(out of 5)
Original title: Le Scaphandre et le Papillon
Immensely moving film based on the book of the same name by Jean-Dominique Bauby, a high profile magazine editor who suffered a stroke in the prime of his life that left him with what the doctors called “locked-in syndrome”: Dauby’s intellectual capacities weren’t affected in the slightest by his condition, but his brain was disconnected from any motor control of his body except for the blinking of one eye. With this limited means of expression, and thanks to the endless patience of a series of kind and devoted nurses, Dauby was eventually able to not only communicate with those around him but to pen an entire autobiography that covered his life experiences. This beautiful, heart-rending film by Julian Schnabel (Before Night Falls) presents another portrait of an afflicted artist that puts as much poetry into the story as it seems that Dauby put into his writing, infusing healthy doses of humour and pathos into a film that tells us not only of our capacity for survival, but of the human need for dreams. If the scene on the phone between Dauby (played so effectively by Mathieu Amalric) and his aging father (Max von Sydow) doesn’t reduce you to tears, you’re a fucking heartless bastard. Features excellent support by Emmanuelle Seigner, the lovely Marie-Josée Croze, and a cameo by Jean-Pierre Cassel in his final film.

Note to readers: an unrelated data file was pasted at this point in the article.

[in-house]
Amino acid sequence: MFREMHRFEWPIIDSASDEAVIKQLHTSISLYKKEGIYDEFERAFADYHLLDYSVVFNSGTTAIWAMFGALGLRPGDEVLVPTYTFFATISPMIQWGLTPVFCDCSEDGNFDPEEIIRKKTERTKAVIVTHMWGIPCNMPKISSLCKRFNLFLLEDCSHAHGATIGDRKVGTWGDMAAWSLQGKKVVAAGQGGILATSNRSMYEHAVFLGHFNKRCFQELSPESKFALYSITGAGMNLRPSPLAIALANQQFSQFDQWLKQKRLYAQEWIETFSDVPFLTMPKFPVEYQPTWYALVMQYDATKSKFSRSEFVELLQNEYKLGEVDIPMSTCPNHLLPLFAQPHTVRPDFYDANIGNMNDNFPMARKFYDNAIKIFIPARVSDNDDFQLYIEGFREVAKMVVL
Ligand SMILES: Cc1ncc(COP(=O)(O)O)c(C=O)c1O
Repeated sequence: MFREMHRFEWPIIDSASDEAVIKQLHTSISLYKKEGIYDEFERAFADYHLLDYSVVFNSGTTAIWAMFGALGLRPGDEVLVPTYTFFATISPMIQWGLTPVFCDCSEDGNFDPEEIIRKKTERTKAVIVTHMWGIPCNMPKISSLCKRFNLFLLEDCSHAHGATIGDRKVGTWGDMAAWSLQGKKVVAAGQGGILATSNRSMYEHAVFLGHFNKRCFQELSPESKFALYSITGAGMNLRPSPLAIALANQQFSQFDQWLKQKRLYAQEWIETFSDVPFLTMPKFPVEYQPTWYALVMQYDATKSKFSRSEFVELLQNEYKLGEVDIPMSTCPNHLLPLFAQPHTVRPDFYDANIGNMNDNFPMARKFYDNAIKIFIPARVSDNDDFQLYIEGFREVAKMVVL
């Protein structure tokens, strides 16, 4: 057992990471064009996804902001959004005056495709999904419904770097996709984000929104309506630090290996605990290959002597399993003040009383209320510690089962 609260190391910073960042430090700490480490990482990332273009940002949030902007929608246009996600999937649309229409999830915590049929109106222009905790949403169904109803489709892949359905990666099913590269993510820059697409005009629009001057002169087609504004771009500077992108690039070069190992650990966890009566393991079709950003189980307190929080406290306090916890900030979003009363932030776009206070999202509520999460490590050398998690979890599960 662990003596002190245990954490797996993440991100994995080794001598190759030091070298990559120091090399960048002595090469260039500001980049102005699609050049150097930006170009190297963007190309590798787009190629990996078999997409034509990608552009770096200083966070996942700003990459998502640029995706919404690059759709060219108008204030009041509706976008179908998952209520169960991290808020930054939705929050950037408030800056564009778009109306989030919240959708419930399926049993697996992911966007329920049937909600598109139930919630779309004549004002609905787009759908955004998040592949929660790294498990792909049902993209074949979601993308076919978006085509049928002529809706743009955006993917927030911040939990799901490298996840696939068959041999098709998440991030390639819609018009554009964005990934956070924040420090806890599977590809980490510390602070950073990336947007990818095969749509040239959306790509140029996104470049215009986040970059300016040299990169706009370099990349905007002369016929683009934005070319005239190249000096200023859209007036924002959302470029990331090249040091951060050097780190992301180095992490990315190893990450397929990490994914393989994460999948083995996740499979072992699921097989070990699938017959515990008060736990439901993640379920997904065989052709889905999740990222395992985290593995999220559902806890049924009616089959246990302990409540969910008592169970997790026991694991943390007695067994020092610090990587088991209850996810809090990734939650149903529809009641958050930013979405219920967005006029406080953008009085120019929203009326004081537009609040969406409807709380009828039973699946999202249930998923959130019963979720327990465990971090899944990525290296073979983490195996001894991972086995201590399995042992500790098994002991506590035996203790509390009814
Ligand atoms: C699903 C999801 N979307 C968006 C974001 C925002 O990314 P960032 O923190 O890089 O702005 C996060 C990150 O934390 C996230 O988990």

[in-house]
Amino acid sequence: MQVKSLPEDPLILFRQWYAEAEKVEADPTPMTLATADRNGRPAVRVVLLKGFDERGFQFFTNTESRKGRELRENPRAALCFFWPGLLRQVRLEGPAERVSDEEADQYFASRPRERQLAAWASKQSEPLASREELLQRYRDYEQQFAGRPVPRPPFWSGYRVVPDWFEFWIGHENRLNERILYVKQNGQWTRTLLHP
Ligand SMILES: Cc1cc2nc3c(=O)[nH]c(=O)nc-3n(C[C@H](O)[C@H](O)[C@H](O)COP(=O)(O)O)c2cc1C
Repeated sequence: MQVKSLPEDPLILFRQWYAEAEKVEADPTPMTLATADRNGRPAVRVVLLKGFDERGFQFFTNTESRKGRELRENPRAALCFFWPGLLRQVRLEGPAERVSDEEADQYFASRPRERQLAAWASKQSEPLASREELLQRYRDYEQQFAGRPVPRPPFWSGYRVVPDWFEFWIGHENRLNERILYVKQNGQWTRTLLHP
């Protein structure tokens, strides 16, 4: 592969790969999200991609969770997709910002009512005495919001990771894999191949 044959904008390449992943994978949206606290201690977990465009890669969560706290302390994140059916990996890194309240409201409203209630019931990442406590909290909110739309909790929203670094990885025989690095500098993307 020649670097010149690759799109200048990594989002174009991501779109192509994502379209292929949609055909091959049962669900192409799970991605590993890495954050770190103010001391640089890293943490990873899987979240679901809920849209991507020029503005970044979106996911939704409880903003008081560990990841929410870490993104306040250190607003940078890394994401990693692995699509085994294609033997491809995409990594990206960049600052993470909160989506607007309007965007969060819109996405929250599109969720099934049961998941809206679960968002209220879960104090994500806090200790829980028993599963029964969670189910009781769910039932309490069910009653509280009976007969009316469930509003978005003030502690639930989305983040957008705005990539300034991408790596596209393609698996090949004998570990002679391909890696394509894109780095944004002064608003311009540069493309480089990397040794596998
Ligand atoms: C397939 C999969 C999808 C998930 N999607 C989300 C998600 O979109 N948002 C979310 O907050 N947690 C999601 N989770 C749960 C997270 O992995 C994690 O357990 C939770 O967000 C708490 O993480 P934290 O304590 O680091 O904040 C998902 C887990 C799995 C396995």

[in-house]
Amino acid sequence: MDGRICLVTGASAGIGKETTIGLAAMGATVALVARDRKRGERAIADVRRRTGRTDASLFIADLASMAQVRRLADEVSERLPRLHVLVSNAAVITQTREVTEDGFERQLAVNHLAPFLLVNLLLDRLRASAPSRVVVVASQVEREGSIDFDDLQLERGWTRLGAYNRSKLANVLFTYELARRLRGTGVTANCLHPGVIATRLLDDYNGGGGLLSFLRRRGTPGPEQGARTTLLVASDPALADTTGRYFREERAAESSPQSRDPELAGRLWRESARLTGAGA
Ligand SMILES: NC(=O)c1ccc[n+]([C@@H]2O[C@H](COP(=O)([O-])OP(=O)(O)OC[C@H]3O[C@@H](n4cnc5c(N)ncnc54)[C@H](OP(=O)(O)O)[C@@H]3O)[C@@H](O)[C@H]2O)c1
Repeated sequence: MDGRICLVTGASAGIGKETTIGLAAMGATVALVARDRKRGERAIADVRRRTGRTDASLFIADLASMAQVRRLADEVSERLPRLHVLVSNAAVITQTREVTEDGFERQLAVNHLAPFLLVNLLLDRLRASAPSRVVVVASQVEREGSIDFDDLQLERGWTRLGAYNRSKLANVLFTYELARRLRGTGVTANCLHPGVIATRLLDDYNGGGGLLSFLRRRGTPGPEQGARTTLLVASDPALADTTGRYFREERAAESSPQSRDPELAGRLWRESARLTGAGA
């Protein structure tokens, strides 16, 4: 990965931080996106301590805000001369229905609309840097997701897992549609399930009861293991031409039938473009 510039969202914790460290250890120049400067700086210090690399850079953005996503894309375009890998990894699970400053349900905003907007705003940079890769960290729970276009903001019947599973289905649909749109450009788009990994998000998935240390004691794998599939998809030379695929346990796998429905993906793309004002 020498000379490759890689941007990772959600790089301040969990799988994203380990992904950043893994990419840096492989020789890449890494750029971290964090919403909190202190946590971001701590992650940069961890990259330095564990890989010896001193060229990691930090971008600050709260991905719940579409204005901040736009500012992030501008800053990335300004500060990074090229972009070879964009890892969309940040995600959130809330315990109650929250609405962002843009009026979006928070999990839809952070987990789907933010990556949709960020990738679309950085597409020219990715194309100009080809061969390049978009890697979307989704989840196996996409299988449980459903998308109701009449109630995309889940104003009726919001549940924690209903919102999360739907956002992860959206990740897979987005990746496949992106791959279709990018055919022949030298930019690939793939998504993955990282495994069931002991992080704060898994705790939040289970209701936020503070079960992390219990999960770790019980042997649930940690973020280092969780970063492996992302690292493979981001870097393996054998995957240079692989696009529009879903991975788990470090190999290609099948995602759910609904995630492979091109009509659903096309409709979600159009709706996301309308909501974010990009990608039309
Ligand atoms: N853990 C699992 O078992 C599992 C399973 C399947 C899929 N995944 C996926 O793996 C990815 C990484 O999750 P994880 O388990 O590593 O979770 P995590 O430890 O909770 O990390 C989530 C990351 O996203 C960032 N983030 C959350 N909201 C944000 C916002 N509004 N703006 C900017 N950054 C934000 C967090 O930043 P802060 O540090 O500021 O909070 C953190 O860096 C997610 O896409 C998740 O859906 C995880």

Directed by Julian Schnabel
Cinematography by Janusz Kaminski
Music by Paul Cantelon
Costume Design by Olivier Beriot
Film Editing by Juliette Welfling